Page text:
A takeover battle in the 3D world continues, as Stratasys Ltd. has rejected several buyout offers from Nano Dimension Ltd. in the last two months.
Most recently, Stratasys — based in Rehovot, Israel — on April 13 turned down Nano's April 3 offer of $20.05 per share in cash. In a news release, Stratasys officials said that the offer "continues to substantially undervalue Stratasys…and is not in the best interests of Stratasys and its shareholders."
The Nano deal values Stratasys at almost $1.4 billion.
Waltham, Mass.-based Nano already is the largest shareholder in Stratasys, with a stake of 14.5 percent. Both firms are major suppliers of 3D printers, materials and technology.
Stratasys officials added that they were unclear about Nano's ability to make the offer because of litigation with investment firm Murchinson Ltd., Nano's largest shareholder. Toronto-based Murchinson is attempting to remove Nano CEO Yoav Stern and three other Nano directors and elect two new directors.
According to Stratasys, more than 90 percent of Nano shares voted in favor of Murchinson — including its request to remove Stern — at a March 20 shareholder meeting. Murchinson, Nano and Stern "are now involved in litigation as to who in fact is currently leading Nano," Stratasys officials said.
They added that the Stratasys board and management team "are concerned that a take-over proposal while Nano's authority is unclear…would expose Stratasys…to the harmful spillover effects of what, in Stratasys' judgment, is an unprecedented and confusing situation."
Nano officials countered on April 17 that an Israeli court had decided that the firm's board can continue to lead and govern the company and can make decisions with existing responsibilities, including the offer for Stratasys.
Stratasys fired back on April 18, saying that their shareholders "should understand clearly that the Israeli court explicitly calls into question whether substantial decisions are being made by a Nano board of directors that are in the best interest of shareholders."
Most recently, Nano on April 19 said that "it is disappointing that Stratasys has resorted to sowing misinformation and falsehoods in its rebuff of [Nano's] acquisition offer that would provide immediate and certain cash payment at a compelling premium to share price to Stratasys shareholders."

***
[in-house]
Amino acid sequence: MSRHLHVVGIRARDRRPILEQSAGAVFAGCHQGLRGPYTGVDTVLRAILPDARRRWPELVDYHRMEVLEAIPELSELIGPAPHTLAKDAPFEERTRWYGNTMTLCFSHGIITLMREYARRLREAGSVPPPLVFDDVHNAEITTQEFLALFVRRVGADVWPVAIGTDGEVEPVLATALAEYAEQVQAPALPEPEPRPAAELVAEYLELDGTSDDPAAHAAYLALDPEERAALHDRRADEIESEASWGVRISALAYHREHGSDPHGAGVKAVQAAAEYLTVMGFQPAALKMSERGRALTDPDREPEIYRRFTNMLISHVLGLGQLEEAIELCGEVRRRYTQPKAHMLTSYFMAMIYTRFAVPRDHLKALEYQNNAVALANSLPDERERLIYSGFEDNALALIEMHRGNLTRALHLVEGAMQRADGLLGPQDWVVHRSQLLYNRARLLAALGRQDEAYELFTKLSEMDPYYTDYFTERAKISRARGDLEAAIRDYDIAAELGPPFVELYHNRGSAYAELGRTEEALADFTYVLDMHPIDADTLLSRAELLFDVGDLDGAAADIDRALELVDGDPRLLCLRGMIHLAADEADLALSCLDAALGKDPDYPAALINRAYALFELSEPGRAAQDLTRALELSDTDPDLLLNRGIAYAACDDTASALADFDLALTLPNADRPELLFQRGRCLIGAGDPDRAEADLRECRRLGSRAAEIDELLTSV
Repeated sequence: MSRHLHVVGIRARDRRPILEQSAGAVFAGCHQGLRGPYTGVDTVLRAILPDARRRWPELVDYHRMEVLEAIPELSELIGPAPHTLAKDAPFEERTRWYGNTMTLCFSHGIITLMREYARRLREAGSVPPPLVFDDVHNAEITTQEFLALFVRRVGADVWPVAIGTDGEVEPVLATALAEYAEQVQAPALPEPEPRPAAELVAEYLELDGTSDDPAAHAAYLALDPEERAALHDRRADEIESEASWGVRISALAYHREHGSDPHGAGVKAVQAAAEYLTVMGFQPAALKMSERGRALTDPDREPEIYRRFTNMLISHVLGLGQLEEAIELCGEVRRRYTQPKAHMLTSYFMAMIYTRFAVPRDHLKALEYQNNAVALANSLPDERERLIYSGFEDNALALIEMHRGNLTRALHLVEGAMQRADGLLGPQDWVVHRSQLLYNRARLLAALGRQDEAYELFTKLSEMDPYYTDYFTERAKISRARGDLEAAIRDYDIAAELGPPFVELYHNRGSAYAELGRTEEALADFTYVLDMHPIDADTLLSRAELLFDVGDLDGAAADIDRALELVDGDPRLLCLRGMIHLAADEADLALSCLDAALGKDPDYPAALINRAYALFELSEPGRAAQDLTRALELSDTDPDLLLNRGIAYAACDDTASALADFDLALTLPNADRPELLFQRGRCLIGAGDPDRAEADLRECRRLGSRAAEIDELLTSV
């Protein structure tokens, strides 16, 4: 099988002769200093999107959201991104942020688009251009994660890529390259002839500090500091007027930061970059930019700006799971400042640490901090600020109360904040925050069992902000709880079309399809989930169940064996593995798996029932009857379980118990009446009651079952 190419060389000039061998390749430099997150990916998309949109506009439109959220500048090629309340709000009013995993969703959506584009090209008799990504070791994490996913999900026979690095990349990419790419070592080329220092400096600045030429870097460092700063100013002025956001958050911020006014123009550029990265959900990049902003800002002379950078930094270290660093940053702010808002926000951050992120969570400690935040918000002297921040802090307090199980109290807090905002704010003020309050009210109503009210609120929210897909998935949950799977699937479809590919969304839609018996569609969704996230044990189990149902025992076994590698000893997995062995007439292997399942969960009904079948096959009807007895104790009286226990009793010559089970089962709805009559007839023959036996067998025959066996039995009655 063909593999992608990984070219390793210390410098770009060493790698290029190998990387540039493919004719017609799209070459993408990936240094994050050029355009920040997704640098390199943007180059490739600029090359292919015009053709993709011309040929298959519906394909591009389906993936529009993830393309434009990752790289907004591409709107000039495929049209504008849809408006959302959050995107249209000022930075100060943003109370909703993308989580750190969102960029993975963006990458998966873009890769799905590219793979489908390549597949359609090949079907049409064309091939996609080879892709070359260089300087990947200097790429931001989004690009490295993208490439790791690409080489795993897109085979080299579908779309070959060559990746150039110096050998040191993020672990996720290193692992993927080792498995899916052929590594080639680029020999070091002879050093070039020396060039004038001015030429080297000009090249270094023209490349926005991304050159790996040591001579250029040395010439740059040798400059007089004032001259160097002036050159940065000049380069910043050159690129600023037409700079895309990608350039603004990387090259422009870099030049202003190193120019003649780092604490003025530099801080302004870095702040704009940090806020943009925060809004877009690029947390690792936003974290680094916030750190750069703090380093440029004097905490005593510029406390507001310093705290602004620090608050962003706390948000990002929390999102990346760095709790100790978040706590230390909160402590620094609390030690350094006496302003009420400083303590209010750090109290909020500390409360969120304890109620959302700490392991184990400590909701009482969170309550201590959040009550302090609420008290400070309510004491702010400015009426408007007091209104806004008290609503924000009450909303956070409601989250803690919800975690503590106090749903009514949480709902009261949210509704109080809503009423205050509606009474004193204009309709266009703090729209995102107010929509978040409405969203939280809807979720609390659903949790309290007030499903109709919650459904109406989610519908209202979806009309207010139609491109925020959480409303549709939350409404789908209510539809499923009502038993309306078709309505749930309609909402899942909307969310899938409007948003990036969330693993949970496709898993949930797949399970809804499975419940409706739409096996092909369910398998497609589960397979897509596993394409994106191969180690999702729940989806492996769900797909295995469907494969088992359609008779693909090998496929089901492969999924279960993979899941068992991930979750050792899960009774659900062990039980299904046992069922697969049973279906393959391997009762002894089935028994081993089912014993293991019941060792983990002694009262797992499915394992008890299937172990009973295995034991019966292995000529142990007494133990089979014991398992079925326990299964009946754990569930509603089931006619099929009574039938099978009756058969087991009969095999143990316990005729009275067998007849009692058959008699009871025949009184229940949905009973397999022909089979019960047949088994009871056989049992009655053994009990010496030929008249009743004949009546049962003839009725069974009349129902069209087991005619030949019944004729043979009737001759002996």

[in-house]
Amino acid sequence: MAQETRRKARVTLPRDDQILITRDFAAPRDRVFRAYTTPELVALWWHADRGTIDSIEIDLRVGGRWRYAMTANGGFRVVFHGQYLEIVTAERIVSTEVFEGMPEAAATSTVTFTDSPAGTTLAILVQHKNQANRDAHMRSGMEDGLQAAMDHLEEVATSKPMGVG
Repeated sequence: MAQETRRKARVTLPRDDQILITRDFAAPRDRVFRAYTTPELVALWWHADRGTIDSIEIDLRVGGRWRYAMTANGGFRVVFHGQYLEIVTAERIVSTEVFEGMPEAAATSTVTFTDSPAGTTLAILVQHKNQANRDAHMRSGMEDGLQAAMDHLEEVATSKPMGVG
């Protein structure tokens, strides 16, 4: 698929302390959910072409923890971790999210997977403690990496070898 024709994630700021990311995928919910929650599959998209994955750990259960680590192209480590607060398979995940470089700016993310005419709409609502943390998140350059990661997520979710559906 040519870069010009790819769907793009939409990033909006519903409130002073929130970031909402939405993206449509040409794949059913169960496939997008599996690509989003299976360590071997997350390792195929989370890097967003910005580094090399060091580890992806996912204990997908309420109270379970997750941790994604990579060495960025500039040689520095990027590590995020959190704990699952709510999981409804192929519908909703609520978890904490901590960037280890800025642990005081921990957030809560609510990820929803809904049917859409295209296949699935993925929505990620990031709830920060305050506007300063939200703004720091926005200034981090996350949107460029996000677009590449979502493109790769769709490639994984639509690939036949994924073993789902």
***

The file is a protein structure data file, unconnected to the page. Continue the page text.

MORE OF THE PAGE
They added that Nano "has a clear and full authority to take actions that are not in the ordinary course of business, including the Stratasys transaction…Any claim made to the contrary by Stratasys is false and misleading."
Nano made its first offer for Stratasys on March 9. At that time, Nano officials said that Stratasys was "a strategic, complementary asset in the relatively mature polymer-based [additive manufacturing] market segment." They added that the proposed transaction "would create a market leader with unparalleled portfolio of materials, software and deep learning with a go-to-market strength in the form of sales channels."
They also said that Nano's management "has held constructive, informal discussions with Stratasys regarding the offer and the merits of the combination."
The Nano offer represents a sizable premium to Stratasys' recent stock price, which was just under $15 in late trading April 20. Per-share prices for Nano were near $2.40 on that same date.
In full-year 2022, Stratasys had sales of about $650 million but posted a loss of almost $29 million. The firm had lost almost $62 million in 2021. Earlier this year, Stratasys completed its purchase of Covestro's additive manufacturing business for almost $44 million.
Nano had sales of almost $44 million in 2022 but posted a loss of almost $230 million.